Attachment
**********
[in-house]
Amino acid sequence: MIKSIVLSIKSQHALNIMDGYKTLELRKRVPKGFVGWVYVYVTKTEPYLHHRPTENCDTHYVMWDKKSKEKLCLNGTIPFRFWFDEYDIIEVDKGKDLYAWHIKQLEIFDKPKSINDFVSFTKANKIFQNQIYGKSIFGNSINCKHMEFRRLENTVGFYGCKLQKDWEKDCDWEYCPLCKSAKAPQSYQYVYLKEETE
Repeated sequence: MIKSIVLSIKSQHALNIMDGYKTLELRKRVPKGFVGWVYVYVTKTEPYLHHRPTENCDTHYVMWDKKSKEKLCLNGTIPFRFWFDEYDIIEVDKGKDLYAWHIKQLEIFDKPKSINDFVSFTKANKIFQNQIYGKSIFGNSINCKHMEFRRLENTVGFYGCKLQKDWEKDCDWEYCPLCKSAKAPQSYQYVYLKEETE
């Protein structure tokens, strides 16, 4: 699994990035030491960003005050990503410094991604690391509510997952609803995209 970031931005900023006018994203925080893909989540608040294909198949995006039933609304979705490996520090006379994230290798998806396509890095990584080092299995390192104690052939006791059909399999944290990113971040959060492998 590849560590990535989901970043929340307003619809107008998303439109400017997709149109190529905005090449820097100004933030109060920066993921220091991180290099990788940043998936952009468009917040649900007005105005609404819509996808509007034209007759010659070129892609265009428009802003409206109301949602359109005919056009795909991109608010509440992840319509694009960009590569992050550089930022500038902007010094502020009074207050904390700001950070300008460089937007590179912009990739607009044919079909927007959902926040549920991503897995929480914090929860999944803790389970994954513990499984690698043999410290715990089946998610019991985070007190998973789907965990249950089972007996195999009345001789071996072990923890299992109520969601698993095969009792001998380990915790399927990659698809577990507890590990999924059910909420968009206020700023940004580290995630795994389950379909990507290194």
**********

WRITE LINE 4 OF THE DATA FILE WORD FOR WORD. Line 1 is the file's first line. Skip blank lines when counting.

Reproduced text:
């Protein structure tokens, strides 16, 4: 699994990035030491960003005050990503410094991604690391509510997952609803995209 970031931005900023006018994203925080893909989540608040294909198949995006039933609304979705490996520090006379994230290798998806396509890095990584080092299995390192104690052939006791059909399999944290990113971040959060492998 590849560590990535989901970043929340307003619809107008998303439109400017997709149109190529905005090449820097100004933030109060920066993921220091991180290099990788940043998936952009468009917040649900007005105005609404819509996808509007034209007759010659070129892609265009428009802003409206109301949602359109005919056009795909991109608010509440992840319509694009960009590569992050550089930022500038902007010094502020009074207050904390700001950070300008460089937007590179912009990739607009044919079909927007959902926040549920991503897995929480914090929860999944803790389970994954513990499984690698043999410290715990089946998610019991985070007190998973789907965990249950089972007996195999009345001789071996072990923890299992109520969601698993095969009792001998380990915790399927990659698809577990507890590990999924059910909420968009206020700023940004580290995630795994389950379909990507290194």